Don't be alarmed, by the layers of sediment when you open the tin this is completely normal and easily remedied by a quick stir. In fact, get used to stirring if you decide to use this paint as it is an essential part of the process and should really be done each time you plan to dip your brush. I used a long piece of plastic to ensure I got right to the bottom on the large tin, you could use a 'proper' paint stirrer if you have one, or even a whisk, as suggested by Bauwerk.

Why is limewash paint an 'eco-paint'?

Bauwerk limewash has zero solvents or VOCs (Volatile organic compounds) so is safe to breathe in, unlike lots of paints on the market. The limewash doesn't create a film-like layer over the wall in the same was as say emulsion would. The upside of this is that the wall can breath, and the paint won't peel, bubble or blister, the downside is that you can't use limewash to cover over imperfections as you might be able to with a few layers of emulsion. Limewash is fire proof, fade proof and mineral based (eg no animal products). Finally, Bauwerk advise that their paint is produced with 100% green power so is kinder to the environment. At this point I was desperate to try it.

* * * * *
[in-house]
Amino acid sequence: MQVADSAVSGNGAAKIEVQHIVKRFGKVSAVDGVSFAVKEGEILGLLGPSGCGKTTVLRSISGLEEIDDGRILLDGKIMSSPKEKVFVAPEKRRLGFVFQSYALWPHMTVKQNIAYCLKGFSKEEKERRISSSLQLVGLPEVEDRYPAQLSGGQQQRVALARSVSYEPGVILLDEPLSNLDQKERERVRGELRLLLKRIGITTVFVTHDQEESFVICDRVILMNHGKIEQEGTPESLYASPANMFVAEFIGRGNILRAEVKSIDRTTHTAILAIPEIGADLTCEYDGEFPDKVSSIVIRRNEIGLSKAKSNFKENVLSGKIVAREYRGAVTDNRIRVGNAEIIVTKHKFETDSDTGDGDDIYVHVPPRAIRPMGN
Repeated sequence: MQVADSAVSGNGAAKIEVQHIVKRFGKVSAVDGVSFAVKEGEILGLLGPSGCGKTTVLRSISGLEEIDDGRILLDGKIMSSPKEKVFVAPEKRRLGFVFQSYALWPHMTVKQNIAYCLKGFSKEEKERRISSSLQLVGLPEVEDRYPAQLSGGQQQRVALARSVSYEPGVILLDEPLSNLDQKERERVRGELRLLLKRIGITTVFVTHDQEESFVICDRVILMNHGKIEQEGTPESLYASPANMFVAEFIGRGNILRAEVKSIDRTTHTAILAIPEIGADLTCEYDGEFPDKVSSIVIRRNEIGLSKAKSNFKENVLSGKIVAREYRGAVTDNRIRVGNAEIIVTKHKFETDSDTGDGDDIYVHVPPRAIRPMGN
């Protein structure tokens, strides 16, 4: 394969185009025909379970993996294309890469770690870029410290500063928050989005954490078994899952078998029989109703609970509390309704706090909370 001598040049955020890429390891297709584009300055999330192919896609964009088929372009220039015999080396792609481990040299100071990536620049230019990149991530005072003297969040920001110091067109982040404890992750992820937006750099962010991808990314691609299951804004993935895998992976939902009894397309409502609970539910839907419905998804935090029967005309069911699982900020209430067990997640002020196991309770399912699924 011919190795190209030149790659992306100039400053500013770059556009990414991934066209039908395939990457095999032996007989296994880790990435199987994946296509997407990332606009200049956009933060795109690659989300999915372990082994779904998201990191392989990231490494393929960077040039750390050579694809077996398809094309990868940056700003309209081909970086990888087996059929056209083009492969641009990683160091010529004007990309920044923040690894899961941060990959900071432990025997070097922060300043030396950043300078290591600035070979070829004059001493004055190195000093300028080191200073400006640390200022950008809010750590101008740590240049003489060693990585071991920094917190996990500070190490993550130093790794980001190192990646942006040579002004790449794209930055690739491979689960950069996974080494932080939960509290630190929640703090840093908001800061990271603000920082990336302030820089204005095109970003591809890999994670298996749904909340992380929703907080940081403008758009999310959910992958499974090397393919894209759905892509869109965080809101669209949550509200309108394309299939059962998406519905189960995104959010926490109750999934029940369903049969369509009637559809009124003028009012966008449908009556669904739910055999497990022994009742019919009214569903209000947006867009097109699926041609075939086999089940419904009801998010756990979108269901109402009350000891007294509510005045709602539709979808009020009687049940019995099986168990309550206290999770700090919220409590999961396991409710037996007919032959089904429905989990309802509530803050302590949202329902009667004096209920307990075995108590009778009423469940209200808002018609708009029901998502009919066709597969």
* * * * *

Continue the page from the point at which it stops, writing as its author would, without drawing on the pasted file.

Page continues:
Did you use a brush or a roller to apply limewash paint?

Limewash brush

You really need to use a brush to apply it because a roller won't be able to create the super gorgeous & cloud-like patterns and textures that is synonymous with limewash applications. I used the large brush supplied directly by Bauwerk and I actually found it a bit too large because I personally prefer the more intricate textured cloud effects. I tried using a smaller paint brush that I had and found that worked better for the detail I was going for. The Bauwerk paintbrush was much better quality and I'd definitely recommend using one of them, but go for a smaller size if you want detailed clouds.

Did you prep the walls?

Limewash prep coat

Yes, I followed the Bauwerk instructions and used their prep coat which was easy to apply and provided the perfect base to create beautiful clouds on to. I had previously skimmed some of the walls (visit the DIY skimming section of my blog here) so they needed a prep coat. Check your walls to determine what they are made of and whether they are solid, stud, painted, plastered etc then refer to the Bauwerk guide for instructions on the prep you should do.

Was using limewash messy?

Limewashed wall after one coat

When I first opened the tin, I was slightly alarmed at the thin consistency as I'm a very messy person and had visions of it spraying and slopping all over the place! But, the key to success is actually shaking most of the paint off the brush before a single bristle touches the wall, so this means that there's actually very little opportunity for dripping, splashing or spraying. I splashed some out the tin when I first stirred it as I went in way too enthusiastically, once I realised slow and steady was better I adopted a stirring technique that meant all the paint stayed in the tin going forward. I ended up getting so brave that I did a couple of walls without even putting dust sheets down (tbh, that probably tells you more about my impatient nature and appetite for risk-taking than the messiness of the paint but you get the idea).

Romantic limewash wall with rose floral display